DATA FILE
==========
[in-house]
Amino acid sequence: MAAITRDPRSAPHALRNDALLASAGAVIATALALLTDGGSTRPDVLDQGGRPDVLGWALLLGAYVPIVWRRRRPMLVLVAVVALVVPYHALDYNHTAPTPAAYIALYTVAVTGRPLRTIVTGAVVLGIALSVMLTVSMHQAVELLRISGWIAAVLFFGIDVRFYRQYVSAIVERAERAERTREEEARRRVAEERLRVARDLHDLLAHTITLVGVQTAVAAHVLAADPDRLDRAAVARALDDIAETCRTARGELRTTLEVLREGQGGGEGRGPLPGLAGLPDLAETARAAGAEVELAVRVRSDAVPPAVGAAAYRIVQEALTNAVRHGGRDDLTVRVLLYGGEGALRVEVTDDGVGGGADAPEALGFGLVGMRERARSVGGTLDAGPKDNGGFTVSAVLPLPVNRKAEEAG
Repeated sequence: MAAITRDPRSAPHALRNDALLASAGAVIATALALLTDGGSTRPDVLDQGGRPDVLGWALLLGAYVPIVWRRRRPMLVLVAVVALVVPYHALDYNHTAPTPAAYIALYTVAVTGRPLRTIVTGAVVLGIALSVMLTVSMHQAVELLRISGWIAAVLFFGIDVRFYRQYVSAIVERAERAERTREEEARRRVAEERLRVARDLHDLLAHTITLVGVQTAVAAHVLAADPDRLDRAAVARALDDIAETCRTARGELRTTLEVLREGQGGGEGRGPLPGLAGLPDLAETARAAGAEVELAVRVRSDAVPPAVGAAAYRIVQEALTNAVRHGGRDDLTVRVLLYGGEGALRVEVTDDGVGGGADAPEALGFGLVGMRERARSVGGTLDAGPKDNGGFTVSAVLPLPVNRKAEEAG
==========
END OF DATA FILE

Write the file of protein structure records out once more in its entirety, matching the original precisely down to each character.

[in-house]
Amino acid sequence: MAAITRDPRSAPHALRNDALLASAGAVIATALALLTDGGSTRPDVLDQGGRPDVLGWALLLGAYVPIVWRRRRPMLVLVAVVALVVPYHALDYNHTAPTPAAYIALYTVAVTGRPLRTIVTGAVVLGIALSVMLTVSMHQAVELLRISGWIAAVLFFGIDVRFYRQYVSAIVERAERAERTREEEARRRVAEERLRVARDLHDLLAHTITLVGVQTAVAAHVLAADPDRLDRAAVARALDDIAETCRTARGELRTTLEVLREGQGGGEGRGPLPGLAGLPDLAETARAAGAEVELAVRVRSDAVPPAVGAAAYRIVQEALTNAVRHGGRDDLTVRVLLYGGEGALRVEVTDDGVGGGADAPEALGFGLVGMRERARSVGGTLDAGPKDNGGFTVSAVLPLPVNRKAEEAG
Repeated sequence: MAAITRDPRSAPHALRNDALLASAGAVIATALALLTDGGSTRPDVLDQGGRPDVLGWALLLGAYVPIVWRRRRPMLVLVAVVALVVPYHALDYNHTAPTPAAYIALYTVAVTGRPLRTIVTGAVVLGIALSVMLTVSMHQAVELLRISGWIAAVLFFGIDVRFYRQYVSAIVERAERAERTREEEARRRVAEERLRVARDLHDLLAHTITLVGVQTAVAAHVLAADPDRLDRAAVARALDDIAETCRTARGELRTTLEVLREGQGGGEGRGPLPGLAGLPDLAETARAAGAEVELAVRVRSDAVPPAVGAAAYRIVQEALTNAVRHGGRDDLTVRVLLYGGEGALRVEVTDDGVGGGADAPEALGFGLVGMRERARSVGGTLDAGPKDNGGFTVSAVLPLPVNRKAEEAG